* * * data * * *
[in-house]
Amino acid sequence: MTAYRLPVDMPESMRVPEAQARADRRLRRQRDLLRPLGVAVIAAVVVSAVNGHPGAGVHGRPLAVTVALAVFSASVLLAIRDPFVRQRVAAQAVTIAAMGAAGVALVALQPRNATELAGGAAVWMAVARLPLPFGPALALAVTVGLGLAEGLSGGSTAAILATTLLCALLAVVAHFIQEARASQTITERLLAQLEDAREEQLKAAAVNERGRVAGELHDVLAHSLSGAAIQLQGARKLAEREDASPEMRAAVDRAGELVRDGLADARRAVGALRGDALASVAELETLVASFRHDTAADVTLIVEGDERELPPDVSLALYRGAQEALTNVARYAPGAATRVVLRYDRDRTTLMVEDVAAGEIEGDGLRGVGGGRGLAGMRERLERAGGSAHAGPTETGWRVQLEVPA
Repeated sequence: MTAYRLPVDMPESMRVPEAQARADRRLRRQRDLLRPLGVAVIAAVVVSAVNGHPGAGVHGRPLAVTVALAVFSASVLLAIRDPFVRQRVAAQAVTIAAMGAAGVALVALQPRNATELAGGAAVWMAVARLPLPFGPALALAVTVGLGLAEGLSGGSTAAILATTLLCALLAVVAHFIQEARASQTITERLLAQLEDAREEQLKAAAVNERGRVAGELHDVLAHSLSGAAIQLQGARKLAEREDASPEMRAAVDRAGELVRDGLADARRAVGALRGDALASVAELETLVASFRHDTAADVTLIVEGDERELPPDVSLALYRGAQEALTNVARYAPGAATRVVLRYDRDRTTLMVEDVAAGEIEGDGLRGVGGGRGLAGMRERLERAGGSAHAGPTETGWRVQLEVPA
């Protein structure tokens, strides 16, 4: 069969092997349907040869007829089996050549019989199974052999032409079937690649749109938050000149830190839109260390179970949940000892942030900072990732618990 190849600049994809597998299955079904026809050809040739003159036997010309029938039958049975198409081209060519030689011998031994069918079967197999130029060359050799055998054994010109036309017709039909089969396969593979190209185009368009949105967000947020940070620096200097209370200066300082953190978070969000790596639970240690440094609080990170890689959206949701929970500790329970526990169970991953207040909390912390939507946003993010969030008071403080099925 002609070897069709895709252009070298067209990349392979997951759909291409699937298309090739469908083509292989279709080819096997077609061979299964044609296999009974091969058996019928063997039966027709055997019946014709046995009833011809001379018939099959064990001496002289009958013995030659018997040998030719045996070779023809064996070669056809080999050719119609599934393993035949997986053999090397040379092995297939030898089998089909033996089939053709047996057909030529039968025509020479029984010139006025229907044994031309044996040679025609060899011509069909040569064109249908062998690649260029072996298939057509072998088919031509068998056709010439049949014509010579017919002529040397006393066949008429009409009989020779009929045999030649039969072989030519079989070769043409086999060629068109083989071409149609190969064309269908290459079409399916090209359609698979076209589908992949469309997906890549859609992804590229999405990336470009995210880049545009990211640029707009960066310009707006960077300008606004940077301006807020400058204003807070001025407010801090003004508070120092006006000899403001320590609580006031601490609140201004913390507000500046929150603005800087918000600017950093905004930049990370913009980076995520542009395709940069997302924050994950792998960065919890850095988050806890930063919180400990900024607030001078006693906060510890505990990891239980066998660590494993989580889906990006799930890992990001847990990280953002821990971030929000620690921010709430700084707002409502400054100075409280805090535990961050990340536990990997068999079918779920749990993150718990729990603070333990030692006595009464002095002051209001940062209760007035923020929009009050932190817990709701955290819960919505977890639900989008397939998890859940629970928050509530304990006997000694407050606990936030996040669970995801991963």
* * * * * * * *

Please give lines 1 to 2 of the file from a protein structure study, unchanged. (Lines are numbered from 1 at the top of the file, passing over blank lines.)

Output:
[in-house]
Amino acid sequence: MTAYRLPVDMPESMRVPEAQARADRRLRRQRDLLRPLGVAVIAAVVVSAVNGHPGAGVHGRPLAVTVALAVFSASVLLAIRDPFVRQRVAAQAVTIAAMGAAGVALVALQPRNATELAGGAAVWMAVARLPLPFGPALALAVTVGLGLAEGLSGGSTAAILATTLLCALLAVVAHFIQEARASQTITERLLAQLEDAREEQLKAAAVNERGRVAGELHDVLAHSLSGAAIQLQGARKLAEREDASPEMRAAVDRAGELVRDGLADARRAVGALRGDALASVAELETLVASFRHDTAADVTLIVEGDERELPPDVSLALYRGAQEALTNVARYAPGAATRVVLRYDRDRTTLMVEDVAAGEIEGDGLRGVGGGRGLAGMRERLERAGGSAHAGPTETGWRVQLEVPA